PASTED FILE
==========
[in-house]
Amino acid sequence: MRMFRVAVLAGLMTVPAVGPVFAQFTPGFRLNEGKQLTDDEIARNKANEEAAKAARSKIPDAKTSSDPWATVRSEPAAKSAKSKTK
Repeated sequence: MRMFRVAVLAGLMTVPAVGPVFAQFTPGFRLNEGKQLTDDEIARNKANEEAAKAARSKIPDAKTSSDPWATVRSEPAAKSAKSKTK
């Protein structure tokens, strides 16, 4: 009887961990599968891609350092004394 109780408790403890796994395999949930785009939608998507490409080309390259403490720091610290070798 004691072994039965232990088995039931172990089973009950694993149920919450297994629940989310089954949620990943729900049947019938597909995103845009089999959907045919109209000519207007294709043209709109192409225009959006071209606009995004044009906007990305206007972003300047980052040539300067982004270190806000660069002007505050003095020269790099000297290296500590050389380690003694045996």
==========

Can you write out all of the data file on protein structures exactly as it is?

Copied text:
[in-house]
Amino acid sequence: MRMFRVAVLAGLMTVPAVGPVFAQFTPGFRLNEGKQLTDDEIARNKANEEAAKAARSKIPDAKTSSDPWATVRSEPAAKSAKSKTK
Repeated sequence: MRMFRVAVLAGLMTVPAVGPVFAQFTPGFRLNEGKQLTDDEIARNKANEEAAKAARSKIPDAKTSSDPWATVRSEPAAKSAKSKTK
């Protein structure tokens, strides 16, 4: 009887961990599968891609350092004394 109780408790403890796994395999949930785009939608998507490409080309390259403490720091610290070798 004691072994039965232990088995039931172990089973009950694993149920919450297994629940989310089954949620990943729900049947019938597909995103845009089999959907045919109209000519207007294709043209709109192409225009959006071209606009995004044009906007990305206007972003300047980052040539300067982004270190806000660069002007505050003095020269790099000297290296500590050389380690003694045996």